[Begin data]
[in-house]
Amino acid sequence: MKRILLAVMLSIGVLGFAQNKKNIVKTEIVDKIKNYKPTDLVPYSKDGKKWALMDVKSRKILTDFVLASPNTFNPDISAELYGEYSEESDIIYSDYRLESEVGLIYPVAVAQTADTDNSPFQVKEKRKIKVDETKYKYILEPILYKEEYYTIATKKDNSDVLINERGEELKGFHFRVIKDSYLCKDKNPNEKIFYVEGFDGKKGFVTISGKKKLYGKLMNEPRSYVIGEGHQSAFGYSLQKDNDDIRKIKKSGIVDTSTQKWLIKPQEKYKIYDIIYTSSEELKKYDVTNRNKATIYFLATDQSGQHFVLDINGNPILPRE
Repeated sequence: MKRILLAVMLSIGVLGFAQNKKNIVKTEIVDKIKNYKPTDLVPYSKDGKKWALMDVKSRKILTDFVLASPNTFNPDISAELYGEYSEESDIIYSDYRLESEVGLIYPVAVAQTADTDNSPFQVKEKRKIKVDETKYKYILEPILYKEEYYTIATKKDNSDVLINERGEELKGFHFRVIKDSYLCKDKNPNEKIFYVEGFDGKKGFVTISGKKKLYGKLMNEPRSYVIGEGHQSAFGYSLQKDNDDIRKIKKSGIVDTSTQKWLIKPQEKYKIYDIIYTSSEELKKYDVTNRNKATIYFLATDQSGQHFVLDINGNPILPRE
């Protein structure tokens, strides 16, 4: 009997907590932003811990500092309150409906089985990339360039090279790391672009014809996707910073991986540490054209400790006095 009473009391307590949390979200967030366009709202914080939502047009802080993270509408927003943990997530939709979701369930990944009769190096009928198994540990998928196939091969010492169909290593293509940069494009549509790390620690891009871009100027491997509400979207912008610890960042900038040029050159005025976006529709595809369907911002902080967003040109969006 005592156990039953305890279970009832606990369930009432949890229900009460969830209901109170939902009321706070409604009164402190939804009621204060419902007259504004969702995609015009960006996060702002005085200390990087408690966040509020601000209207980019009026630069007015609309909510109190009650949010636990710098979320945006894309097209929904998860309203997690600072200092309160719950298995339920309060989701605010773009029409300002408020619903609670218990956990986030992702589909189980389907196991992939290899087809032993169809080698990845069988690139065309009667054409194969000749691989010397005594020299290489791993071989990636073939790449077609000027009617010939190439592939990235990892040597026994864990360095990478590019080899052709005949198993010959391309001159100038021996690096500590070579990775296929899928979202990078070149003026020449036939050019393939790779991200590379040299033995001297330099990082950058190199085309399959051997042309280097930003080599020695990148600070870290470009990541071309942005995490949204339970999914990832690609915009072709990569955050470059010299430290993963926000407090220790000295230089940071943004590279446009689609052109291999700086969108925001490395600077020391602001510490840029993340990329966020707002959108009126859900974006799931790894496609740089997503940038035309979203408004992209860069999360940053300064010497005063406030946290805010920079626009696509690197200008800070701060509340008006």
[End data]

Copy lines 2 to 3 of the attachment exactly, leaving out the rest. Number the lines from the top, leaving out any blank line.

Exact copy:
Amino acid sequence: MKRILLAVMLSIGVLGFAQNKKNIVKTEIVDKIKNYKPTDLVPYSKDGKKWALMDVKSRKILTDFVLASPNTFNPDISAELYGEYSEESDIIYSDYRLESEVGLIYPVAVAQTADTDNSPFQVKEKRKIKVDETKYKYILEPILYKEEYYTIATKKDNSDVLINERGEELKGFHFRVIKDSYLCKDKNPNEKIFYVEGFDGKKGFVTISGKKKLYGKLMNEPRSYVIGEGHQSAFGYSLQKDNDDIRKIKKSGIVDTSTQKWLIKPQEKYKIYDIIYTSSEELKKYDVTNRNKATIYFLATDQSGQHFVLDINGNPILPRE
Repeated sequence: MKRILLAVMLSIGVLGFAQNKKNIVKTEIVDKIKNYKPTDLVPYSKDGKKWALMDVKSRKILTDFVLASPNTFNPDISAELYGEYSEESDIIYSDYRLESEVGLIYPVAVAQTADTDNSPFQVKEKRKIKVDETKYKYILEPILYKEEYYTIATKKDNSDVLINERGEELKGFHFRVIKDSYLCKDKNPNEKIFYVEGFDGKKGFVTISGKKKLYGKLMNEPRSYVIGEGHQSAFGYSLQKDNDDIRKIKKSGIVDTSTQKWLIKPQEKYKIYDIIYTSSEELKKYDVTNRNKATIYFLATDQSGQHFVLDINGNPILPRE